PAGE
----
Maybe there was some reason for it back when they wrote the spec and maybe it just slipped through the net?

[edit] The fact that it's post increment gives it one possible use, though it's not hard to find alternatives:

void printlist(int n) {
 bool comma = false;
 for (int i = 0; i < n; ++i) {
  if (comma++) {
   cout << ',';
  }
  cout << i;
 }
}

The original example was here using C++ ranged for statement which makes a bit more sense.

torhu

I really don't understand why they added a separate function for just that use case, though...

bamccaig

I'm of the opinion that if a sensible meaning can be defined for an operator then it should be. I like being able to make code terse and operators are the best way to achieve that from the language or a global library. I don't see this as a problem at all, as long as the results are defined. If anything, it's a WTF to me that you cannot decrement. It's no surprise to most of us that a boolean type is typically represented by a 0/^0/!0 byte or bit. And we all understand what the result would be of incrementing those. It may not entirely make sense logically, but at the same time a useful meaning can be applied to and derived from it.

???

Chris Katko

I suppose if you view bool as a one-bit arithmetic type then incrementing true is an overflow and that results in undefined behaviour - so the value could be anything.

But we have tons of defined overflow scenarios. Unsigned overflows, signed overflows, float overflows. It seems strange they would just leave that one alone.

My opinion--and it's about as valuable as that--is that the more things that "don't immediately make sense" the more a programmer has to keep in his mind at all times while programming. And the more balls a programmer has to juggle at once, the more likely you hit create an error.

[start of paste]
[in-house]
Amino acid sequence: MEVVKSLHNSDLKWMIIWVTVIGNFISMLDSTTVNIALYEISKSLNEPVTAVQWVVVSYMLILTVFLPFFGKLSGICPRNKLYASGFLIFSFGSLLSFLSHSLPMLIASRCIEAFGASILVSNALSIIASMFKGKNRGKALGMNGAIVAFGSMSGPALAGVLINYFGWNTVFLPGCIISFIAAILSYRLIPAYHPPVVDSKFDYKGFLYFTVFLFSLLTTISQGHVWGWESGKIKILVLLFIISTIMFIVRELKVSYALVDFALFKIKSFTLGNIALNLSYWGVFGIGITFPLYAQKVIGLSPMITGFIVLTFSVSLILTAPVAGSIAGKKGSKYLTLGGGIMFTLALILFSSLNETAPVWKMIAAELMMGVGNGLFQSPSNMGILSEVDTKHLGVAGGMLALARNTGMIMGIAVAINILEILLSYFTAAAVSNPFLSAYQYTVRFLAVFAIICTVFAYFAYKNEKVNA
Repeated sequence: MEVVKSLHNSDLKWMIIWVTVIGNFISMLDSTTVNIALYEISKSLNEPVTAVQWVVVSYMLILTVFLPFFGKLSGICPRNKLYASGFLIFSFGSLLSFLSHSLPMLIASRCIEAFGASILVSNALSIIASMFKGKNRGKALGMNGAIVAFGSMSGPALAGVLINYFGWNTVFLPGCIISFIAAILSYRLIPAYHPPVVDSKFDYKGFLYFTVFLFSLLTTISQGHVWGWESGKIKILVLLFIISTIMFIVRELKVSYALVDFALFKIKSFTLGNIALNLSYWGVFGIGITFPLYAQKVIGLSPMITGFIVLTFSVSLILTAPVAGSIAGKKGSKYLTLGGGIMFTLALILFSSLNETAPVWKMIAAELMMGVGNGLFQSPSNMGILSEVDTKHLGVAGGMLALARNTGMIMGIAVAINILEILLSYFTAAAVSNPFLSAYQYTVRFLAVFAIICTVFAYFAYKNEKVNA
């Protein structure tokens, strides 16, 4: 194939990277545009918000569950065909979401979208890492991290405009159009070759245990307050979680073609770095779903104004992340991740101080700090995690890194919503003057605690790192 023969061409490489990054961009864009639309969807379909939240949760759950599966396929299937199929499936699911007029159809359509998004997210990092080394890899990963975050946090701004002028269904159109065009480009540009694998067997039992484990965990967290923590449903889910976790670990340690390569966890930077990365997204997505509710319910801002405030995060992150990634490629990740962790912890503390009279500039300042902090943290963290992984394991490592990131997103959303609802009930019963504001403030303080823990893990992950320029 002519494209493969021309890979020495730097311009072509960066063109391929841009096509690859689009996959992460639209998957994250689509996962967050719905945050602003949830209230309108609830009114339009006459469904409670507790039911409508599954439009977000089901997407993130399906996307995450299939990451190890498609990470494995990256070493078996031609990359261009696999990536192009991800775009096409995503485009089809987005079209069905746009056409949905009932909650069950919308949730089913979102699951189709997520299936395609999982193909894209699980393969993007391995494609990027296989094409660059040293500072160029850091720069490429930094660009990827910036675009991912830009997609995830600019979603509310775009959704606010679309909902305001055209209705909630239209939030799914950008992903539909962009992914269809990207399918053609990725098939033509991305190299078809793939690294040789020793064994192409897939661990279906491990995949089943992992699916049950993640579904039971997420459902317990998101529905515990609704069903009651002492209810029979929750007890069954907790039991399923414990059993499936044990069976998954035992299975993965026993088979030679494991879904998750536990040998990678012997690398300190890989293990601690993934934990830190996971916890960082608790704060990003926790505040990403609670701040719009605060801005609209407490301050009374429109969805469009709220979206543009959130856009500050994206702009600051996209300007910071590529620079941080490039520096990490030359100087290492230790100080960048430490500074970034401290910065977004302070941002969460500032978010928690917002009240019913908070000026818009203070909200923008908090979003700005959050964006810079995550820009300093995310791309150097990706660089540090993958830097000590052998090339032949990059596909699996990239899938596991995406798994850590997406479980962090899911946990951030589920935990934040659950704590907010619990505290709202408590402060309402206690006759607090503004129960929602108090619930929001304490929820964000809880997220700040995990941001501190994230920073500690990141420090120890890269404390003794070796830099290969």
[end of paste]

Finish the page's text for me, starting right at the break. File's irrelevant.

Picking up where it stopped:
I'm sure there's some brain function / sign-of-intelligence that corresponds to how many ideas a person can have in their brain at one time. And the more taken up by the programming language, the less available for comprehending the task at hand. Which is why many people solve complex problems outside of code... by solving the problem separated from implementing that problem, you free up some "slots" in your brain to help take a "too big to fit" problem and hopefully fit it.

Quote:

[edit] The fact that it's post increment gives it one possible use, though it's not hard to find alternatives:

Actually, have you tested for an error in that code? What happens if you increment a bool 65536 times? Does it eventually wrap a 8/16/32/64-bit integer around to zero?

torhu

I compiled this as C++ in VS 2015, no optimizations:

void incbool(bool b)
{
  b++;
}

And got this:

?incbool@@YAX_N@Z (void __cdecl incbool(bool)):
  00000000: 55                 push        ebp
  00000001: 8B EC              mov         ebp,esp
  00000003: 51                 push        ecx
  00000004: 8A 45 08           mov         al,byte ptr [ebp+8]
  00000007: 88 45 FF           mov         byte ptr [ebp-1],al
  0000000A: C6 45 08 01        mov         byte ptr [ebp+8],1
  0000000E: 8B E5              mov         esp,ebp
  00000010: 5D                 pop         ebp
  00000011: C3                 ret

It's just copied, and then set to true.

Elias

All 4 of gcc, clang, g++, clang++ produce the same asm output for C/C++ code (simply moving the value 1 into the variable). So actually C's ++ operator behaves the same on a bool as C++'s.

torhu

Yeah, I get get same result in VS 2015. Only the name mangling of the function changes, the assembly is otherwise identical. I guess VS finally supports C99 bool, then.

Andrei Ellman
Elias said:

Well, looking at it from C it makes sense - there bool is the same as int and anything except zero means true. So if x is 1 and you do x++ it gets 2, which is still true.

And this, boys and girls, is why you should never use bitwise operators when you should use logical operators.

Case in point:

#SelectExpand